The Secret Sauce Isn’t A Big Secret

As companies continue to “test and learn” and do research on what makes a successful corporate brand page on Facebook, I’m here to tell you that I think I have the “secret sauce”.  However, before I reveal the secret, let’s first go back to when we began to use this tool which has grown to 500 million users.  Why did you jump on the Facebook bandwagon?  What was its appeal?  The most common answer I’ve heard from people was the ability to connect with friends and family.  Facebook provided us with a platform to instantly find out what was going on in the lives of people in our lives and re-connect with people we hadn’t heard from in a long time.

So what is the best strategy for a brand or company to use when managing an online community?  Go back to why we all joined Facebook in the first place.  It was to connect with people.  Now take this same strategy for your personal Facebook page and apply it to your corporate page and see what happens.  If you want to know what the people that “like” your brand want to see on a page, ask them and start a conversation.  If you want to encourage your fans to upload pictures with your product, ask them and start a conversation.  I think you get the idea.

What I am trying to provide is perspective.   If you have participated in this space long enough, most people would say that Facebook, and all the social tools for that matter, provide the platform to have real time conversation with people.  I just watched a DVD tonight that talked about peoples need to be in relationship or in community with one another.  Being in a community allows for trust to grow.  For companies, if you are trying to sell something, your customers need to trust you.  Once a company has established trust, you now have an individual (a.k.a. customer) that believes in your brand and what it stands for.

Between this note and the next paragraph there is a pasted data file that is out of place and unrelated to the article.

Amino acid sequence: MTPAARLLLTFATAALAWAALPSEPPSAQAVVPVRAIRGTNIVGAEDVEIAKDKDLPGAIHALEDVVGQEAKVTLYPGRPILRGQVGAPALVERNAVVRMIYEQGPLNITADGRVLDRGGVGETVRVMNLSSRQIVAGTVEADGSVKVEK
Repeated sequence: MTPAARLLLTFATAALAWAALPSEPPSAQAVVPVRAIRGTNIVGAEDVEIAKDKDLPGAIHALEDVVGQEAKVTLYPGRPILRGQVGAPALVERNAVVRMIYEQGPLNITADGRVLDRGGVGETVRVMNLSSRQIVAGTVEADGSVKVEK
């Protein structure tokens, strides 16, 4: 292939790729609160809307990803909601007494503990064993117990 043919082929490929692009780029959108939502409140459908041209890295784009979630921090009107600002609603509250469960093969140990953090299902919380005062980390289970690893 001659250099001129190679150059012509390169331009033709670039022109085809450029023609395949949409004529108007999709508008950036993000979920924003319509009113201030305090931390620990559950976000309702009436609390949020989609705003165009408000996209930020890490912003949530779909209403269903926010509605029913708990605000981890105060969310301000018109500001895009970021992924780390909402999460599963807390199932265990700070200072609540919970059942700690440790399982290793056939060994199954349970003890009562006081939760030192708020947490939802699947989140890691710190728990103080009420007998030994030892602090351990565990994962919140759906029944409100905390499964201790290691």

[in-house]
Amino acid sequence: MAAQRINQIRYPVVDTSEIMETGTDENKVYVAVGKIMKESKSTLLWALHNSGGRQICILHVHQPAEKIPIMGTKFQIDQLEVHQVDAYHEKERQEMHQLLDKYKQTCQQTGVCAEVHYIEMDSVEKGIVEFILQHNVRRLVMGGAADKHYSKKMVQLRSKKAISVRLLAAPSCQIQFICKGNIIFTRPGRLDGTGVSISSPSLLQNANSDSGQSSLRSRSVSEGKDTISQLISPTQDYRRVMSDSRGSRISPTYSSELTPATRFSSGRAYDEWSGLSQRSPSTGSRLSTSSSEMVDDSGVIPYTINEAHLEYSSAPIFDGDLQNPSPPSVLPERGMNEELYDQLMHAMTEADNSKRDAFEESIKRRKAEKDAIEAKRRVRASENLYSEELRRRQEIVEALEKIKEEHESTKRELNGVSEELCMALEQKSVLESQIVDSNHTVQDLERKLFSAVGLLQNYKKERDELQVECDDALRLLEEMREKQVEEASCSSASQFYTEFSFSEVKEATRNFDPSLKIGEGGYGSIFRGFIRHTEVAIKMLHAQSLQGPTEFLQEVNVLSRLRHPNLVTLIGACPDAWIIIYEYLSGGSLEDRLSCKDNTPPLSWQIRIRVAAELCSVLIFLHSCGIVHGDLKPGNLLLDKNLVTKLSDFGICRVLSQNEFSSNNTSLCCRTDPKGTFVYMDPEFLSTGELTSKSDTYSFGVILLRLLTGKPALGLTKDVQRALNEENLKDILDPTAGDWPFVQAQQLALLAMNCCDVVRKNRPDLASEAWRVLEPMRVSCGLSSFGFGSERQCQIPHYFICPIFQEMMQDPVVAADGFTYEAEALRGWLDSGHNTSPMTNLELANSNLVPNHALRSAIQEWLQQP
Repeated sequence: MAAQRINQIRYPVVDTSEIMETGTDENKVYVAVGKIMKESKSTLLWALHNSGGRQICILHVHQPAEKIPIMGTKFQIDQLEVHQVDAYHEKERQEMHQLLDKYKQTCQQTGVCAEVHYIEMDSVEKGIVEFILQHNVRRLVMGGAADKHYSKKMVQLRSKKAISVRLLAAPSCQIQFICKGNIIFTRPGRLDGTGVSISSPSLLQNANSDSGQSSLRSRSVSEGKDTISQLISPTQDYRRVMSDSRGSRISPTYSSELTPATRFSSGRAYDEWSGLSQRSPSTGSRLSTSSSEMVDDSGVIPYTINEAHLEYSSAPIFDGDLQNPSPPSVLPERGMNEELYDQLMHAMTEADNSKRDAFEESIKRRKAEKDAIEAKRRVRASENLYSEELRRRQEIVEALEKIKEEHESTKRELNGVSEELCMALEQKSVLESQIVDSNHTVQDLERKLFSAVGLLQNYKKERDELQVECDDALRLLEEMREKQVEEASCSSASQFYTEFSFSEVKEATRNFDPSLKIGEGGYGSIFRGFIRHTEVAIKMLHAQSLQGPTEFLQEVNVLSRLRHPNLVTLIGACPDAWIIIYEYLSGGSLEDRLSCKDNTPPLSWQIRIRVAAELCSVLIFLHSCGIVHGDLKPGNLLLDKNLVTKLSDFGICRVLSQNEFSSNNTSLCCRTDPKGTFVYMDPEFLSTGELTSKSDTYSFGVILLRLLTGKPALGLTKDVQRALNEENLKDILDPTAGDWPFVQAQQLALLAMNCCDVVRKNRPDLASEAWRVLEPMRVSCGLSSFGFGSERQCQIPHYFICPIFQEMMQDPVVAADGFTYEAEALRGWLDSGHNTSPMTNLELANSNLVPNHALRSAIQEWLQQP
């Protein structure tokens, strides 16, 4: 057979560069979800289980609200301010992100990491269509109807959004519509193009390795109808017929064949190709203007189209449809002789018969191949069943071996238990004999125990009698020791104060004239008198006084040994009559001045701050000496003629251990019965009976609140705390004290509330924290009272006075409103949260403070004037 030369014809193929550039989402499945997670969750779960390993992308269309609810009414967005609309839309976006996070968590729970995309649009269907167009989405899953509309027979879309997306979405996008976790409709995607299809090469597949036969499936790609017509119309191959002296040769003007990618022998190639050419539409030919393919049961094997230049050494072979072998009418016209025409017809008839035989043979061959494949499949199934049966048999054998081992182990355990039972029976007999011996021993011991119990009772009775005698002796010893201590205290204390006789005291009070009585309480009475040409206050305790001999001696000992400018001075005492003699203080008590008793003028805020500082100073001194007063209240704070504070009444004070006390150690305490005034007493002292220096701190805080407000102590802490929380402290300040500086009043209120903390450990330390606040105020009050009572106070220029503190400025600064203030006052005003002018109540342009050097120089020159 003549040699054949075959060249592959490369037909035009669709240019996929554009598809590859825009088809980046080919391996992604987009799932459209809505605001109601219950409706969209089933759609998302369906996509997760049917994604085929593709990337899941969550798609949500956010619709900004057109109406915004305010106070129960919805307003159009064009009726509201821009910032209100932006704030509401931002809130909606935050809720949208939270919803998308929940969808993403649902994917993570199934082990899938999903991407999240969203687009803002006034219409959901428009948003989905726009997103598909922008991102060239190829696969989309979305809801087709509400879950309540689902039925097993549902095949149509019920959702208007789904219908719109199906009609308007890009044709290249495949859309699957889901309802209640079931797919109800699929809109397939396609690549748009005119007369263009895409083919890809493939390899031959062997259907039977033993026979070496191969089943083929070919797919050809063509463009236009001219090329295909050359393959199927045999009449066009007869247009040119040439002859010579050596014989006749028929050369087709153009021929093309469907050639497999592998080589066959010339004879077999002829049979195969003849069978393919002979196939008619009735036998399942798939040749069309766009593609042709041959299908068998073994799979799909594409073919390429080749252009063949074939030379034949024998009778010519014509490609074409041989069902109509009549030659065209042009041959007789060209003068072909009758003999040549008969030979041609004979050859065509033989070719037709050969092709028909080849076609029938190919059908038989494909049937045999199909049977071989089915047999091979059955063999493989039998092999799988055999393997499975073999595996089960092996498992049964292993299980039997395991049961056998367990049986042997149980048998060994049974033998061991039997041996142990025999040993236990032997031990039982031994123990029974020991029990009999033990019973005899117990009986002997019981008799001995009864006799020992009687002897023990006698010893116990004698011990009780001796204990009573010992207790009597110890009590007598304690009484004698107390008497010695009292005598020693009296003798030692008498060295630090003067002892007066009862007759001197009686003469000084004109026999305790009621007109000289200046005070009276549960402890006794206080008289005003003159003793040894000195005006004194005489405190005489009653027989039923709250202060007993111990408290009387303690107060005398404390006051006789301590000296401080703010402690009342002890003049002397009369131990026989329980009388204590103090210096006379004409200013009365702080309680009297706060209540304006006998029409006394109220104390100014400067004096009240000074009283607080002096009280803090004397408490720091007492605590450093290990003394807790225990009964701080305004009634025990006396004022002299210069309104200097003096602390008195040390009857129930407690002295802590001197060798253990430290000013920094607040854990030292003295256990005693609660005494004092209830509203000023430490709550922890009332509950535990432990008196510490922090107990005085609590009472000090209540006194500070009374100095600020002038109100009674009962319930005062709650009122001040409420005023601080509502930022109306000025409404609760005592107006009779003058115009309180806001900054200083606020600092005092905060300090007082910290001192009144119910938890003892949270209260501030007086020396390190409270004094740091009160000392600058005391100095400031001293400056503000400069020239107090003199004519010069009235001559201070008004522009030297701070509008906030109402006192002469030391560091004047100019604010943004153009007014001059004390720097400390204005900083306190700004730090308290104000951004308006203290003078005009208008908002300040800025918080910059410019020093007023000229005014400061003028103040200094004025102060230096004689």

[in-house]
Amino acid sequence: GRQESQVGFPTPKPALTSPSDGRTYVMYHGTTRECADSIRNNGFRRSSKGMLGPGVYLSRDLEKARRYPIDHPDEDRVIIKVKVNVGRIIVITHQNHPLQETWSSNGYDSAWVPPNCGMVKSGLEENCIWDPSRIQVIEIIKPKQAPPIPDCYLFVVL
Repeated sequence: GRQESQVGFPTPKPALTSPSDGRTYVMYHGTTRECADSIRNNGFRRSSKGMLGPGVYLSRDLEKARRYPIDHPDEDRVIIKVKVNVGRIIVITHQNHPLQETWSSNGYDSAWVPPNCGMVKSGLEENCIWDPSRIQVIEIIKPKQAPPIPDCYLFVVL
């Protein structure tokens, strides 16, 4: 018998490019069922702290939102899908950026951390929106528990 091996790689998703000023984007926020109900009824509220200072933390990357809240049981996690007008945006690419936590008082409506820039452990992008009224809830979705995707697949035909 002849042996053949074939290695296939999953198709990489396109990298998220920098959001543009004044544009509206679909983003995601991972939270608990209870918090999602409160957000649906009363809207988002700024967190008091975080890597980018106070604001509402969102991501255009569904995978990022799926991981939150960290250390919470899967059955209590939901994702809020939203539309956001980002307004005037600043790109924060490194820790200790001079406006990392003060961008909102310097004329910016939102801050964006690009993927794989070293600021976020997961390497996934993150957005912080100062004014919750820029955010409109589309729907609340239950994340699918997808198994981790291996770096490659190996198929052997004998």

There you have it…the secret sauce.  If you really think about why you joined Facebook, it’s not really a secret.  Is it?


7 thoughts on “The Secret Sauce Isn’t A Big Secret

      • Yes absolutely. I try to tell my clients that social media is basically a big cocktail party. Grab a cocktail or non-alcoholic beverage, go out, be yourself, and make friends.

        I make my living with social media. Not as a consultant, but as a business owner. The reason I am successful is because I communicate. I “socialize.” Couldn’t be simpler.

  1. It really is this simple – companies spend a lot of time researching/thinking/testing/over analyzing because, IMO, they are simply nervous. In that respect it’s no different than the cocktail party – just show up and start talking to someone and you will soon realize it’s not too painful.

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